by Vanya Wryter (As seen in June's issue of APeeling)
I parachuted into my entrepreneurial journey about three years ago. Until then, I had been happy as an employee. I liked having a desk in an office and working set hours. Then I got sick and the old way of life came to an end.
At first, I wasn’t sure what was wrong. The frequent fatigue made it impossible to hold down a fulltime job. People joke about napping at our desk, but that was about to become my reality.
I had to find some other career path, one that would let me work whatever hours I chose and nap whenever I needed. Most people choose to be self-employed because they want to be their own boss. In my case, my body was my boss.
The downside of such an abrupt transition was I wasn’t ready. I had been slowly moving toward becoming an entrepreneur, but I hadn’t built up a network and I didn’t have a steady stream of clients.
Ideally, I would have worked part time while working a side gig with a growing client base. Instead, no one knew I was in business. Not even friends or family. I gradually built up a network by attending events and building connections. Eventually I worked my way up to a couple of stable clients, paying me for projects that tapped into my skills. I was creating books and developing courses for workplace training again. My old career was alive, and this time I was the worker and the boss.
With a job, I didn’t get to choose my projects. I could be sent to faraway places at minus twenty temperatures to work on workforce skills training. But as an entrepreneur, I chose the industries I wanted to work with, and write the projects that I would be proud to put my name on.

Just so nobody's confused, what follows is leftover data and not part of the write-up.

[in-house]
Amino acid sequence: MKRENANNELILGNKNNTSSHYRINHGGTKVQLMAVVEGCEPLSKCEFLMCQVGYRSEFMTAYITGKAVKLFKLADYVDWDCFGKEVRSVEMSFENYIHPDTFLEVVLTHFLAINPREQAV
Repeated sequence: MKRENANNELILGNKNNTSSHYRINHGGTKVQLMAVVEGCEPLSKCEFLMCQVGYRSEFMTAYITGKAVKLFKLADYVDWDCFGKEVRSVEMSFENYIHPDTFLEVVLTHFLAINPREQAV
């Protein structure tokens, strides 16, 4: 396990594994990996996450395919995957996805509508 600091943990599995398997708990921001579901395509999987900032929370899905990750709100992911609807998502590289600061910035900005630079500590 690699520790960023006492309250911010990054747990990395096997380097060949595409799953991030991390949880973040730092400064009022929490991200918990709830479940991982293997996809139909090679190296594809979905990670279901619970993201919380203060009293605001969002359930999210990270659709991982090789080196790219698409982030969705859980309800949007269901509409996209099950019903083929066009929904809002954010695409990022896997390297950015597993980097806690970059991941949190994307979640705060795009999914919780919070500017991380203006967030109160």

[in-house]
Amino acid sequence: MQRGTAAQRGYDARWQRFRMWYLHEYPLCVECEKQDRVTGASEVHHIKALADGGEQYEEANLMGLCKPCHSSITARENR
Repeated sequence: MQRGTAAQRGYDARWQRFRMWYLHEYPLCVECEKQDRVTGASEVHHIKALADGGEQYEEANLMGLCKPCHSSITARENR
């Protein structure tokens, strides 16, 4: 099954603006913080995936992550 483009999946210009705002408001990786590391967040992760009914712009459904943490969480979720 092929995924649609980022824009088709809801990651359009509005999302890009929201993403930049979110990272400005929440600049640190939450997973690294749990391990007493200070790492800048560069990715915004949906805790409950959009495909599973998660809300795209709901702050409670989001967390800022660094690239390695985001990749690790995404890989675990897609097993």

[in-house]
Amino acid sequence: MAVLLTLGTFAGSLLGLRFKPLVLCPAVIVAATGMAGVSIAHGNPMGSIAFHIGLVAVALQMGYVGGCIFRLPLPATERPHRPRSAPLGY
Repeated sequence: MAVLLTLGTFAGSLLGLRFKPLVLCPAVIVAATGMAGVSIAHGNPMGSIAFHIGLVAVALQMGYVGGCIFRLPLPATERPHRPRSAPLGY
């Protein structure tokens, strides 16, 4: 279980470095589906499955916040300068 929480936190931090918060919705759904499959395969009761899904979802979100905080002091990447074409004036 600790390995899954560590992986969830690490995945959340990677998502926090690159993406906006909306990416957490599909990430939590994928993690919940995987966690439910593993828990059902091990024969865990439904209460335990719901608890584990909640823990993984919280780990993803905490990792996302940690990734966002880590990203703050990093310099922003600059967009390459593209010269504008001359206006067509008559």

It wasn’t an easy road to take. My friends didn’t understand. When I worked long hours, they asked if I was going to get paid overtime. If a friend said her boss just asked her to work on the weekend, other friends offered their sympathy. If I said I was also working the weekend, they would suggest I take some time off.
Fast forward to this year, and I had learned a lot about running a business. There was a lot more to marketing and networking than I had expected. I met other entrepreneurs and found a kinship that was crucial to everyday survival. It wasn’t strange to work weekends anymore. It wasn’t unusual to send emails late at night.
Most importantly, I realized I was stronger than I thought possible. That was truly the key to working for myself.
I had to have a solid WHY.
Even as I struggled with my health issue, I was determined to keep doing work that made me happy. If I could improve the skills of one more worker, I was successful at what I set out to accomplish. Over time, my health started to improve again, giving me more energy and more time to work on my business. And when friends and family saw that my work gave me satisfaction, they stopped insisting that I was working too hard.
To anyone considering a career as an entrepreneur: you’ve chosen the right path if you want to shape your future the way you want. It’s definitely not an easy journey, but sometimes life opens a new door for you, and you just have to walk through.
Vanya Wryter helps people design instructional courses and edits writer's work.